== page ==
I wish they haunted great-niece Adrianna as much as they haunt me. She was the one on Sunday walking around holding a snake by the tail and then letting it wrap itself around her arm.

Where was I? Hiding on the other side of the house!

Searching for something

Have you ever thought about how much time you spend in a day searching for something?

I’m always searching — searching for my car keys, searching for a dropped stitching needle, searching for story ideas or lead paragraphs — or searching for little slips of paper that contain important things like phone numbers or email addresses.

Sometimes I go searching just for fun.

My first find ... a three-point deer antler.

My first find … a three-point deer antler.

A couple of weeks ago — two days before my Grandma died — I went searching for sheds. It was a beautiful Monday afternoon and I’d taken the day off work to get my dad to a doctor’s appointment. We returned home earlier than expected, and I took full advantage of the 70-plus degree afternoon. Time spent out in nature is never wasted. Time spent looking for deer sheds and having no luck is disappointing — but still not wasted.

These past two weeks I’ve had several hours of disappointing walks looking for sheds, but back on that Monday afternoon — my first time out looking for sheds this year — I found two.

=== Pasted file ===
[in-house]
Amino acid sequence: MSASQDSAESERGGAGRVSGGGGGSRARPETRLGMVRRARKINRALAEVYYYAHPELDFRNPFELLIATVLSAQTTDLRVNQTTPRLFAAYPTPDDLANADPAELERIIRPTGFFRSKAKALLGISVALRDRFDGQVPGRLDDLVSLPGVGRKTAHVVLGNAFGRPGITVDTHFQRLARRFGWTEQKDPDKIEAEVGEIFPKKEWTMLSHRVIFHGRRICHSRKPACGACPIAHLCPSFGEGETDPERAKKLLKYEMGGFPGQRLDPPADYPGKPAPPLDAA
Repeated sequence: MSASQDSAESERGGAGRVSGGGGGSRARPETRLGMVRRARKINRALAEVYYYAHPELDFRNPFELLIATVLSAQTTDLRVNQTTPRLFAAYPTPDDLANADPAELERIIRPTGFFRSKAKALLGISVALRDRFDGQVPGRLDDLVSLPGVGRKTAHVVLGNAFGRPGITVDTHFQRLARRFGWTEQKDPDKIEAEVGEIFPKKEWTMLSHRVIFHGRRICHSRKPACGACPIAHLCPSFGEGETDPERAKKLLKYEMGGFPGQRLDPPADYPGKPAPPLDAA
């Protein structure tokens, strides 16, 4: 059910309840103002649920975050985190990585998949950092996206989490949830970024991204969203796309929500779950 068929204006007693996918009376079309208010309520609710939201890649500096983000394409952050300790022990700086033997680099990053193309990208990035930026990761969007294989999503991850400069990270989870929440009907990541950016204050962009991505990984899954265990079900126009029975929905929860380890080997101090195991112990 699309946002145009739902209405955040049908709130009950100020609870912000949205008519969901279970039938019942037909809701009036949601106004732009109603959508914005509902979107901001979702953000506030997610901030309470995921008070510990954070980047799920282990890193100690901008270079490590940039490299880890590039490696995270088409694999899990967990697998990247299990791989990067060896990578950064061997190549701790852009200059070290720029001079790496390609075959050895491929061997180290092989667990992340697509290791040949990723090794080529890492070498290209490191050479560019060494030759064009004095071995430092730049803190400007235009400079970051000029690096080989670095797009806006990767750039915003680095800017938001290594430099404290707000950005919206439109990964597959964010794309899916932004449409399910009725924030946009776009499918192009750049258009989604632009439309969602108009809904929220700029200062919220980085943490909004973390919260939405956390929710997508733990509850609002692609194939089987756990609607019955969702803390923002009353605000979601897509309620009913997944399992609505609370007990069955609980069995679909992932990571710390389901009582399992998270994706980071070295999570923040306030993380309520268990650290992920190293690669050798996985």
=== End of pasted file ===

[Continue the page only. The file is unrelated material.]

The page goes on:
I was so excited! One was a three-point antler, the other a five-point. I took pictures and sent them to my nephew, and then I was chastised for going without him.

The five-point deer antler I found.

The five-point deer antler I found.

 

In all honesty, if I’d waited for Matt to go searching for sheds with me, he would have found both of them and they wouldn’t be proudly displayed on top of my curio cabinet — alongside the three other antlers (one of which I found, two of which were gifts from Farm Bleat readers).

Searching for sheds not only gets me outdoors, it gets me walking many miles as I follow deer paths, duck under tree branches and step over gopher mounds and downed tree limbs. At the end of the journey, I’m not sure who is more tired, me or my dog, Molly. The poor girl logs many more steps as she follows critter scents hither and yon.

I guess you could say she’s searching, too.

Last Saturday, it wasn’t me that was doing the searching so much as it was my parents and their 9-year-old and 7-year-old grandkids. The kids were guilty of misplacing the television remote during their Friday night sleepover at the farm, and my folks couldn’t figure out how to turn the TV on without it.

They tore the entire living room apart, pulling cushions out of chairs and couches, looking under blankets and behind furniture, pulling everything out of the toy bin and going through the drawers of VHS tapes and DVDs.

There was no sign of the Hershey bar-sized remote control.

Just before two of the three grandkids left for home Saturday night, Reece had made a comment about eating potato chips while they were up late Friday night.

Mom asked, “Do you suppose the remote is in the potato chip bag?”

Well, Reece darted to the kitchen, grabbed the bag and opened it up.

There, among the collection of smashed sour cream and onion Lay’s, was a greasy remote control.

The TV is back to blaring on Sunday afternoon. My parents have their feet up and their ears tuned to some polka dancing show on RFD-TV. That’s their subtle hint to tell me to go home — at least that’s what I tell them.

All is well. The search is over … at least until Dad misplaces his eyeglasses again.